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How Long Does a VA Appeal Take?

Going through the VA appeals process can be intimidating, to say the least. If your initial claim was rejected, this threatens your likelihood of receiving the disability benefits you’re entitled to. Now that you’re appealing that decision, what can you expect in the way of timelines? Is this something that takes 3 months or 3 years? And is there anything you can do to expedite the process?

How Long Does the VA Appeals Process Take?

Going through the VA appeals process can feel like a long and uncertain road. If your initial disability claim gets denied, you may need to appeal to have another chance at obtaining the benefits you deserve. But how long does filing an appeal take? Could it be months or even years before you get a resolution? Here's an overview of common VA appeals timelines and factors that impact the wait.

Timelines Vary by Appeal Type

The timeline for a VA appeal depends largely on the type of appeal chosen after filing a Notice of Disagreement (NOD):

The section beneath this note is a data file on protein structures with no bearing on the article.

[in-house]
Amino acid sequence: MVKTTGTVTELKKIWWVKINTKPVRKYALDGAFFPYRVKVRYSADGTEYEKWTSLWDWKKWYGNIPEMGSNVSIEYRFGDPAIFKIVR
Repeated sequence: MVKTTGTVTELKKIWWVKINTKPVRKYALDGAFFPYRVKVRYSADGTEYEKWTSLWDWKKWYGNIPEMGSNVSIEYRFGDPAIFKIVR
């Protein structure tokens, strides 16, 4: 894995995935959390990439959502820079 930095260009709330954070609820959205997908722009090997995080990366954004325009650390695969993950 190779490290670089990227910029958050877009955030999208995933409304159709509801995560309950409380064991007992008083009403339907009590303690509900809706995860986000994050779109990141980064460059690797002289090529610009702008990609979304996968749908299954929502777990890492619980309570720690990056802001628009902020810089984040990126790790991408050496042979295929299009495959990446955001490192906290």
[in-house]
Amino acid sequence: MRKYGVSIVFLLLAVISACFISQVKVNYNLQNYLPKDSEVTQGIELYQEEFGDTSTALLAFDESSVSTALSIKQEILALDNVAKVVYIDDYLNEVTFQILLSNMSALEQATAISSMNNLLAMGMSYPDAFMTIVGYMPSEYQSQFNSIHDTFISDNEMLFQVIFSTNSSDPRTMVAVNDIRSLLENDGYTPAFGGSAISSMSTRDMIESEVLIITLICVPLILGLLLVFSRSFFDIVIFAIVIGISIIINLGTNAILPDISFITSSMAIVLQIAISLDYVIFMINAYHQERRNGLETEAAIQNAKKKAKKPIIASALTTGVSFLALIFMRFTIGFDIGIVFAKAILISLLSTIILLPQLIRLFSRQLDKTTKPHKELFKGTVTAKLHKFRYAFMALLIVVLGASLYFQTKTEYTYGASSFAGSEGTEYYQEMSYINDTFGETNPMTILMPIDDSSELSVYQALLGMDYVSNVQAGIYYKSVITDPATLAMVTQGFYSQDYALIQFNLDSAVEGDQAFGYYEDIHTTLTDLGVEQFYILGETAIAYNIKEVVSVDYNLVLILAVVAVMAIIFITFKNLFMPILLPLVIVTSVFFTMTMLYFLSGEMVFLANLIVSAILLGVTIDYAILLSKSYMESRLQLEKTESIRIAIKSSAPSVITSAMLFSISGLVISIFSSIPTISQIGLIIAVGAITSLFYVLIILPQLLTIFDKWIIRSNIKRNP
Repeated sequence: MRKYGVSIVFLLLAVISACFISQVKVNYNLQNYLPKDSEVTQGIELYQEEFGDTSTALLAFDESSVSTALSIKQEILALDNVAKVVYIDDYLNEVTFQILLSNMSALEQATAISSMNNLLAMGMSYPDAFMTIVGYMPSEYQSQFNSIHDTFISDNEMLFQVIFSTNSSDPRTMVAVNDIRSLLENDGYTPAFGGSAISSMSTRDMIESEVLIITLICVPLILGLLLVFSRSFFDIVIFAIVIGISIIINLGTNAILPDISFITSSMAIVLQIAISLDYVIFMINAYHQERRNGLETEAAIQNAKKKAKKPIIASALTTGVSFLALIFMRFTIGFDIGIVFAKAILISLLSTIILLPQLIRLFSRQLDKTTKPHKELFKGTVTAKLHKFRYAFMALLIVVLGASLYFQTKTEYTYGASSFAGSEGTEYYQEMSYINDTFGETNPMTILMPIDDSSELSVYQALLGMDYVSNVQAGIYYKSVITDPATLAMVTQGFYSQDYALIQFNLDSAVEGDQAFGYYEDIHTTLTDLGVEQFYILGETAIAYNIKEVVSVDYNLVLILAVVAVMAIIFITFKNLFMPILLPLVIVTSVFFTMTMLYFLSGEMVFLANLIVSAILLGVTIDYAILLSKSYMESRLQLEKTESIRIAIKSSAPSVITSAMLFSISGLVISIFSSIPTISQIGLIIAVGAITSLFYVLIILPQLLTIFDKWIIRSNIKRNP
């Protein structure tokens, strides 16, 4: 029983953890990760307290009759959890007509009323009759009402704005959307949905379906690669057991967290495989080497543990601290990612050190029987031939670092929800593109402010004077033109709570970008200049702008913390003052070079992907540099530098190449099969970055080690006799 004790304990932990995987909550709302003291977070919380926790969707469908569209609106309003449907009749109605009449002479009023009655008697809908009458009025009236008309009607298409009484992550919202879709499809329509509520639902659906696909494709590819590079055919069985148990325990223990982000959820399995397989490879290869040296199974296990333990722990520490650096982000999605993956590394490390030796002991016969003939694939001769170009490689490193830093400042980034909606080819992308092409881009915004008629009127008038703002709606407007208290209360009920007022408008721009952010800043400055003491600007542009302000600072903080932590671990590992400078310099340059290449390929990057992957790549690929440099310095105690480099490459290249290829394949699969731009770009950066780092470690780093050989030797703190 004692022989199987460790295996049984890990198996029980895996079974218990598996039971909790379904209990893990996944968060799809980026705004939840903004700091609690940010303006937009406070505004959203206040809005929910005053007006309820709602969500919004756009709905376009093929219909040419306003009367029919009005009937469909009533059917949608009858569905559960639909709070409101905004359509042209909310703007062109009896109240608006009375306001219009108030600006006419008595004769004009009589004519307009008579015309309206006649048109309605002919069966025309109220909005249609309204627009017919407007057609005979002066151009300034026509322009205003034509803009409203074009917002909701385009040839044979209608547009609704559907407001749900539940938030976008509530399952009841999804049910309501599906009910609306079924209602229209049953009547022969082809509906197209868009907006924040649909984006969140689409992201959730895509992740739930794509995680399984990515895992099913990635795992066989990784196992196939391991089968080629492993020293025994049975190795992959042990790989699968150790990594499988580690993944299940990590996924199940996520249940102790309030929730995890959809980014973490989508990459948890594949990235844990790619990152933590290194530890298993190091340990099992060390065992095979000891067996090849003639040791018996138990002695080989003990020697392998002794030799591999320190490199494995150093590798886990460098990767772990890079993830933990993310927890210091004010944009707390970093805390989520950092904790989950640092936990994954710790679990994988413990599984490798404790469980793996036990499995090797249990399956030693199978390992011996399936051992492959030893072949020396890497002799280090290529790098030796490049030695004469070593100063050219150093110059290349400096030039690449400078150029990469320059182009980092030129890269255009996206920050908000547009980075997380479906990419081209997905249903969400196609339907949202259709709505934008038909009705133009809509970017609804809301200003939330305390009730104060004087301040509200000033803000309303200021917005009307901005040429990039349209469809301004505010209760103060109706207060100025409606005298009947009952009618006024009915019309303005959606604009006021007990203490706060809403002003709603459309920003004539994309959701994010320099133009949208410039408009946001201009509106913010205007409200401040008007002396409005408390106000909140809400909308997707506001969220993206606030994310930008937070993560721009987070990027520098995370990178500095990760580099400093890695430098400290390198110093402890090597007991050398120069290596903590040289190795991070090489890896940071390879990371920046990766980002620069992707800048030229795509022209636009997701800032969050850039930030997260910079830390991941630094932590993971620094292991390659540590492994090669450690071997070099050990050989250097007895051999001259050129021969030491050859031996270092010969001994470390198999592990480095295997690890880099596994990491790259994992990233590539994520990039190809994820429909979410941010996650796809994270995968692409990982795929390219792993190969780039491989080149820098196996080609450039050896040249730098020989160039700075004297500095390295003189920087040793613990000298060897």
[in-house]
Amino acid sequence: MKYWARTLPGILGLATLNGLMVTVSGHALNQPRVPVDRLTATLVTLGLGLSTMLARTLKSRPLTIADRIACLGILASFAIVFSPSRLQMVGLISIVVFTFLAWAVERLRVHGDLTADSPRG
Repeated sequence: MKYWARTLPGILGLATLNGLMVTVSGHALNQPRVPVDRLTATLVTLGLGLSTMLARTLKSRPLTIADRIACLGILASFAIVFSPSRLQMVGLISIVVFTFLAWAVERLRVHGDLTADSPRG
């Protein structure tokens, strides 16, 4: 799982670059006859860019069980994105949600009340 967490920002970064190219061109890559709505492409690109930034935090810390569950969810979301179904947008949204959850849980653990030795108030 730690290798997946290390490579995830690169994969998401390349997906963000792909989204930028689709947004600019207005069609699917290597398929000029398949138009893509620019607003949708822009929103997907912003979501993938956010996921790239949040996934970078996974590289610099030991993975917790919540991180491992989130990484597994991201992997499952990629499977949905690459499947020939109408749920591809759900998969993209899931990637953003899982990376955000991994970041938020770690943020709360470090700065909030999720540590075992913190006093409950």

1. Supplemental Claim: Submit new evidence for review. Takes around 4-6 months for a new decision.
  2. Higher-Level Review: Have an experienced adjudicator re-review your existing claim file. Typically takes approximately 125 days for a new decision.
  3. Board Appeal: Appeal directly to the Board of Veterans Appeals. On average this takes 1-2 years for a hearing and decision from the Board.

Filing a supplemental claim or higher-level review tends to be faster, while Board appeals take longer on average. But even within the Board appeal type, wait times vary based on whether you request a hearing or a review of records.

Other Factors Impacting Timelines

Beyond the appeal type selected, other factors impact wait times, like:

  • Current claim backlogs at VA Regional Offices and the Board
  • Availability of evidence required for your appeal
  • Extent of development work needed by VA
  • Access to legal representation to help expedite the process